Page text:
Yes, he ranks fifth in total passing yards (3,481) and sixth in completion percentage (66.0). But look deeper. Since Oct. 25, he's thrown as many picks (nine) as he has touchdowns -- that's inexplicable. He completed 54 percent of his passes and was picked off three times against a bad Colts defense en route to a Week 11 loss in which Atlanta blew two 14-point leads. He's thrown 13 picks thus far, putting him on pace to push his career high (17), while he's on track to finish with his lowest touchdown total (23) and passer rating (87.9) since 2009. He's also tied for the most red-zone picks in the NFL (four).

Atlanta has fallen from a 6-1 playoff favorite to a 6-6 also-ran on the fringes of wild-card contention. The 30-year-old Ryan's standing with the franchise is likely secure, but it would behoove him to push the Falcons to a strong finish -- a tall order, given that they still have to play the Panthers twice.

7) Ryan Fitzpatrick, New York Jets

You assume the Jets will be in the quarterback business next year. But the question is, at what level?

Because the 33-year-old Fitzpatrick has outkicked all expectations in New York this season. The longtime journeyman has been reliable, developing amazing chemistry with Brandon Marshall and Eric Decker.

There's always that "yeah, but" feeling when you watch Fitzpatrick play, as in, "The Jets are winning, yeah, but I feel like Fitzpatrick is due for a turnover." But the reality is, he's thrown one pick or less in nine games -- and New York is 7-2 in those contests. Notably, the Jets are 0-3 when he throws multiple picks.

Fitzpatrick has only had one real dud recently, and that was against Houston in Week 11. And he responded with back-to-back wins against the Dolphins and Giants, putting up a 6:0 TD-to-INT ratio and a 112.6 passer rating in that two-game span. If Fitzpatrick can guide the Jets -- currently sitting on an AFC wild-card spot -- to the playoffs, it most certainly increases the likelihood that the future free agent will gain some stability and be back with the team in the same capacity in 2016.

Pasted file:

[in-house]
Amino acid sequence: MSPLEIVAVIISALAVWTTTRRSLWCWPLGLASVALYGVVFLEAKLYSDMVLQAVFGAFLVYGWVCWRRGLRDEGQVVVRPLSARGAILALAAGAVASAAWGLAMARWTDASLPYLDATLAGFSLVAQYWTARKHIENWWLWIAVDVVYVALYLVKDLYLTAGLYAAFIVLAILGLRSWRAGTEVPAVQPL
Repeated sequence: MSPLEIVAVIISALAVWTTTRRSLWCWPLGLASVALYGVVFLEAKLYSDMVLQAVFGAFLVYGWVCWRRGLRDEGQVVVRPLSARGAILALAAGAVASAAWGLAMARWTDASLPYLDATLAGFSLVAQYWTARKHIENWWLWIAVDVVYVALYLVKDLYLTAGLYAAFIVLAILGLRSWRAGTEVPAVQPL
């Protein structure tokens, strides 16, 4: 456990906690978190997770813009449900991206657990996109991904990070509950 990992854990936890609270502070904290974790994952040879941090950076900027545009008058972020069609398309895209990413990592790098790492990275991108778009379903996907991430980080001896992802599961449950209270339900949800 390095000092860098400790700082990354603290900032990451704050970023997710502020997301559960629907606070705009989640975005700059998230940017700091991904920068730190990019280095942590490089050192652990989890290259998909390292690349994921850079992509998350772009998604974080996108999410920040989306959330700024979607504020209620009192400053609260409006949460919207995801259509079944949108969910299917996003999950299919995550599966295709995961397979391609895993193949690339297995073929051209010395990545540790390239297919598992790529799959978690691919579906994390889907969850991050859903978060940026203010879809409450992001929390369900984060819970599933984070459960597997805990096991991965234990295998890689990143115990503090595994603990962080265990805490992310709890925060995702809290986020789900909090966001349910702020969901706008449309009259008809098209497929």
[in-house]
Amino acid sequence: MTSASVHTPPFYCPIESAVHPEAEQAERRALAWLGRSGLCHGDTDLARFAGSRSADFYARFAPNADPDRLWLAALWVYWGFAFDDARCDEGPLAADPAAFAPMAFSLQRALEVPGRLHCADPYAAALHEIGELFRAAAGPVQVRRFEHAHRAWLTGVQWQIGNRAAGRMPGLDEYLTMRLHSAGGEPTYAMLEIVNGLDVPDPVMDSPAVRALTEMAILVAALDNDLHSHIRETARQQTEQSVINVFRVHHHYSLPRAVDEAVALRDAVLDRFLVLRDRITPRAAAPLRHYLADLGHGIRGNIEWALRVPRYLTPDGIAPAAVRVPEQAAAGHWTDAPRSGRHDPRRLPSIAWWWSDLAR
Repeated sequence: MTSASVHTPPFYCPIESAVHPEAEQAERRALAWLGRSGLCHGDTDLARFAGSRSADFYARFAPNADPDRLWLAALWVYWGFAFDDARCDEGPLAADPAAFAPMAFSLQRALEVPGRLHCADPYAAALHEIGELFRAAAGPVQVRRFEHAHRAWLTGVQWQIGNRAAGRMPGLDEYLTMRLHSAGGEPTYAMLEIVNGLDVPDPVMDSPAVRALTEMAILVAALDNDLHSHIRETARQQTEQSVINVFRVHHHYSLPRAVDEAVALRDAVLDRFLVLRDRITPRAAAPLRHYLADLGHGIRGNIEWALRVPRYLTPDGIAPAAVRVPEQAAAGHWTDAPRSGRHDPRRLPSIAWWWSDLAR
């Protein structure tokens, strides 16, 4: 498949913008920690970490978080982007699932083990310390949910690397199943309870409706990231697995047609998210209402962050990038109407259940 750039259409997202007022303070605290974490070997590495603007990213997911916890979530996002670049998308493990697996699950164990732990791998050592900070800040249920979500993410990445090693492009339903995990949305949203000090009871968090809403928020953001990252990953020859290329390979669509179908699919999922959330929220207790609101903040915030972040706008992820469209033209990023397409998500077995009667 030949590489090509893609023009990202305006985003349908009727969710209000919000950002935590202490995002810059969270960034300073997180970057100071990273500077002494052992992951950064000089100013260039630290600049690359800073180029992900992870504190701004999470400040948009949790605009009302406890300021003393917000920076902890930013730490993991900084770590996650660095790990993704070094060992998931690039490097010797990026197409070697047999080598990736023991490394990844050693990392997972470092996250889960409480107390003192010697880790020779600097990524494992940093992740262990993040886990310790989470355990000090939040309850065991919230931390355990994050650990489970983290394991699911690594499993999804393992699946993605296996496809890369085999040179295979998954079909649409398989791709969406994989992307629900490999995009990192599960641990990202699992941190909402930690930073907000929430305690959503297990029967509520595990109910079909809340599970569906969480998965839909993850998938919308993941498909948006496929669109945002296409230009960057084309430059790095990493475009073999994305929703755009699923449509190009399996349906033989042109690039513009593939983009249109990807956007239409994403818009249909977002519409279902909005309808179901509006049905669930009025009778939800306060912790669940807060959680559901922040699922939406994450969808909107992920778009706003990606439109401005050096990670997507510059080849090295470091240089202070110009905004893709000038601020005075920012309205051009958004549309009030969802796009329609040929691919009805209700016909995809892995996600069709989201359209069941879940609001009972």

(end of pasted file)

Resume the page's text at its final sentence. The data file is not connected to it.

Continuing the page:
8) Brian Hoyer, Houston Texans

Hoyer has responded well since being given the starting job (again) in Week 6, providing stability and calm and putting up a 4-2 record to help push the Texans back into playoff contention after the team got off to a 1-4 start -- the opposite of Ryan Mallett-esque drama. But Hoyer isn't a difference-maker.

That said, if he can maintain his solid and positive impact in helping steer Houston to the playoffs, that should mean Hoyer will keep his starting job under Bill O'Brien in 2016, even if it's to keep the seat warm for a youngster.

9) Tyrod Taylor, Buffalo Bills

I think Bills coach Rex Ryan loves this guy. And while at times his play has been uneven, that's the result of natural growing pains for a player who'd started precisely zero games entering 2015. The bottom line is, Taylor (64.9 percent completion rate, 2,171 passing yards, 8.0 yards per attempt, 17 touchdowns to 4 picks and a 104.3 passer rating in 10 starts) has the goods to succeed in the NFL.

But now, it's about becoming the leader and securing a bigger contract than the deal he's currently on. Can you imagine how entrenched Taylor would be if he was the quarterback who finally ended the Bills' epic playoff drought? And that's not to mention the extra money he's primed to make if Buffalo reaches the postseason, which, according to Ian Rapoport, totals up to $3 million more in incentives and performance bonuses.

Follow Adam Schein on Twitter @AdamSchein.

Print

Headlines

The previous element was an advertisement.

NFL Shop